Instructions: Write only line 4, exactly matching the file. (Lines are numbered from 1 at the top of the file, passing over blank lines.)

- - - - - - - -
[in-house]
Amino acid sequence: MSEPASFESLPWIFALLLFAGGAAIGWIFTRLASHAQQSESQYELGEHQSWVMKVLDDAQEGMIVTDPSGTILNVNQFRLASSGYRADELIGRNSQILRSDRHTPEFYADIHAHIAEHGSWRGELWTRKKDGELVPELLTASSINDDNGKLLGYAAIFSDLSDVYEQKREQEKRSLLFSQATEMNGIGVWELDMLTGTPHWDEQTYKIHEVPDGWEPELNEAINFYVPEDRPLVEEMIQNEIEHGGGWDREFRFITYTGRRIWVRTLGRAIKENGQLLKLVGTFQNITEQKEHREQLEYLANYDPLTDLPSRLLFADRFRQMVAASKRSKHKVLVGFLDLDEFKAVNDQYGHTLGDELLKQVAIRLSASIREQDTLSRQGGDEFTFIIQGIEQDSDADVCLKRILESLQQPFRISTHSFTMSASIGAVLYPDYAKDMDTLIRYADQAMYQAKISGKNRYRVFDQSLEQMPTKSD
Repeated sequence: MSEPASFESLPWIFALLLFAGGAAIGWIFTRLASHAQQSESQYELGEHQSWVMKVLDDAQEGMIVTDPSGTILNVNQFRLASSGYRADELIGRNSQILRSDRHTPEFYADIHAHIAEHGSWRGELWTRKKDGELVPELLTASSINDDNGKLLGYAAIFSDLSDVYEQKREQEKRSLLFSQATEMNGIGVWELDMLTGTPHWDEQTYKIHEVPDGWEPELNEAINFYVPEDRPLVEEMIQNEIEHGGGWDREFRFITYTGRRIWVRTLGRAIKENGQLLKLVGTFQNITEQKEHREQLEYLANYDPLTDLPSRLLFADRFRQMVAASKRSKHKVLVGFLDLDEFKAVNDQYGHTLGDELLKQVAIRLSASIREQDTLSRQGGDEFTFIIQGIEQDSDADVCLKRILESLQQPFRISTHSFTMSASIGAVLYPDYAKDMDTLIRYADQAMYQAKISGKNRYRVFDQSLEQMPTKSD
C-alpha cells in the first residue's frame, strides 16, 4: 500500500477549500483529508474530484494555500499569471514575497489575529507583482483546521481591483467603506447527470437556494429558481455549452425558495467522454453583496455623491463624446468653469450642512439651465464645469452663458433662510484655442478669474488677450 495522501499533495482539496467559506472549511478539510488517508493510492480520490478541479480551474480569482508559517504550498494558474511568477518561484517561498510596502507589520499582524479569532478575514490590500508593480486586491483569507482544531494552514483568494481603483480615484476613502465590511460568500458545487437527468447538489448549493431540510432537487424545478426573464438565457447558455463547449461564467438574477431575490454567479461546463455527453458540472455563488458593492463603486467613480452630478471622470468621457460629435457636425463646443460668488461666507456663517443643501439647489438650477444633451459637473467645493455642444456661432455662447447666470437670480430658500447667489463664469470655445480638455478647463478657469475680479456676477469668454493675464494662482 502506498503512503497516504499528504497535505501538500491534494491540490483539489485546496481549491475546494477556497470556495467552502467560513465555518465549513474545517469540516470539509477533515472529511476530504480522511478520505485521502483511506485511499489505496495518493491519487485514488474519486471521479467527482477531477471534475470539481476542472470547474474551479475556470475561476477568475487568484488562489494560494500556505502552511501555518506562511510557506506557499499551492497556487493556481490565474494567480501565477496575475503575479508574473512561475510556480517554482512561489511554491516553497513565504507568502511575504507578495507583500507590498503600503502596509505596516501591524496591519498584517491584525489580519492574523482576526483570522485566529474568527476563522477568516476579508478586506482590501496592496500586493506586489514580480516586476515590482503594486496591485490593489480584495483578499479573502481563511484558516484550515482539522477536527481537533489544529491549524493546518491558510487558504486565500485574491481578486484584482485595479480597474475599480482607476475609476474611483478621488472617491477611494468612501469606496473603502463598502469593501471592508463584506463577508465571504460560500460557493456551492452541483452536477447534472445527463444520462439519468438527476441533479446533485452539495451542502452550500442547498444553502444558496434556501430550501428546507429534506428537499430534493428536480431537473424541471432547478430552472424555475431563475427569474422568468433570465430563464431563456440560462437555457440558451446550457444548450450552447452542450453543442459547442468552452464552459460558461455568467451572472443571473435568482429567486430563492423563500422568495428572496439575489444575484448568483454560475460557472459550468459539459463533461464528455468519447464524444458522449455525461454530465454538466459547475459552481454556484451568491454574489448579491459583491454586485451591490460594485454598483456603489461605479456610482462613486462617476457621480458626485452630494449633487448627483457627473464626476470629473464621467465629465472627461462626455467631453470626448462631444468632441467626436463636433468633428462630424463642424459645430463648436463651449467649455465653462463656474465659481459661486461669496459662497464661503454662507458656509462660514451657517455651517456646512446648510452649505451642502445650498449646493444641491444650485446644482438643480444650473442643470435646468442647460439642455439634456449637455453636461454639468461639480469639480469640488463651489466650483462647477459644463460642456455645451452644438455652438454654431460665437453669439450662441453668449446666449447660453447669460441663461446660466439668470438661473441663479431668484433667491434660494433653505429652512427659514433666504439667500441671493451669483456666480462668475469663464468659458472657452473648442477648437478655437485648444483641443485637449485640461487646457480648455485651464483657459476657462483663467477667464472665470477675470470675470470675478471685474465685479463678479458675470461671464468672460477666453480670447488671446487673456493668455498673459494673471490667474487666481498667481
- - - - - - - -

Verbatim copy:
C-alpha cells in the first residue's frame, strides 16, 4: 500500500477549500483529508474530484494555500499569471514575497489575529507583482483546521481591483467603506447527470437556494429558481455549452425558495467522454453583496455623491463624446468653469450642512439651465464645469452663458433662510484655442478669474488677450 495522501499533495482539496467559506472549511478539510488517508493510492480520490478541479480551474480569482508559517504550498494558474511568477518561484517561498510596502507589520499582524479569532478575514490590500508593480486586491483569507482544531494552514483568494481603483480615484476613502465590511460568500458545487437527468447538489448549493431540510432537487424545478426573464438565457447558455463547449461564467438574477431575490454567479461546463455527453458540472455563488458593492463603486467613480452630478471622470468621457460629435457636425463646443460668488461666507456663517443643501439647489438650477444633451459637473467645493455642444456661432455662447447666470437670480430658500447667489463664469470655445480638455478647463478657469475680479456676477469668454493675464494662482 502506498503512503497516504499528504497535505501538500491534494491540490483539489485546496481549491475546494477556497470556495467552502467560513465555518465549513474545517469540516470539509477533515472529511476530504480522511478520505485521502483511506485511499489505496495518493491519487485514488474519486471521479467527482477531477471534475470539481476542472470547474474551479475556470475561476477568475487568484488562489494560494500556505502552511501555518506562511510557506506557499499551492497556487493556481490565474494567480501565477496575475503575479508574473512561475510556480517554482512561489511554491516553497513565504507568502511575504507578495507583500507590498503600503502596509505596516501591524496591519498584517491584525489580519492574523482576526483570522485566529474568527476563522477568516476579508478586506482590501496592496500586493506586489514580480516586476515590482503594486496591485490593489480584495483578499479573502481563511484558516484550515482539522477536527481537533489544529491549524493546518491558510487558504486565500485574491481578486484584482485595479480597474475599480482607476475609476474611483478621488472617491477611494468612501469606496473603502463598502469593501471592508463584506463577508465571504460560500460557493456551492452541483452536477447534472445527463444520462439519468438527476441533479446533485452539495451542502452550500442547498444553502444558496434556501430550501428546507429534506428537499430534493428536480431537473424541471432547478430552472424555475431563475427569474422568468433570465430563464431563456440560462437555457440558451446550457444548450450552447452542450453543442459547442468552452464552459460558461455568467451572472443571473435568482429567486430563492423563500422568495428572496439575489444575484448568483454560475460557472459550468459539459463533461464528455468519447464524444458522449455525461454530465454538466459547475459552481454556484451568491454574489448579491459583491454586485451591490460594485454598483456603489461605479456610482462613486462617476457621480458626485452630494449633487448627483457627473464626476470629473464621467465629465472627461462626455467631453470626448462631444468632441467626436463636433468633428462630424463642424459645430463648436463651449467649455465653462463656474465659481459661486461669496459662497464661503454662507458656509462660514451657517455651517456646512446648510452649505451642502445650498449646493444641491444650485446644482438643480444650473442643470435646468442647460439642455439634456449637455453636461454639468461639480469639480469640488463651489466650483462647477459644463460642456455645451452644438455652438454654431460665437453669439450662441453668449446666449447660453447669460441663461446660466439668470438661473441663479431668484433667491434660494433653505429652512427659514433666504439667500441671493451669483456666480462668475469663464468659458472657452473648442477648437478655437485648444483641443485637449485640461487646457480648455485651464483657459476657462483663467477667464472665470477675470470675470470675478471685474465685479463678479458675470461671464468672460477666453480670447488671446487673456493668455498673459494673471490667474487666481498667481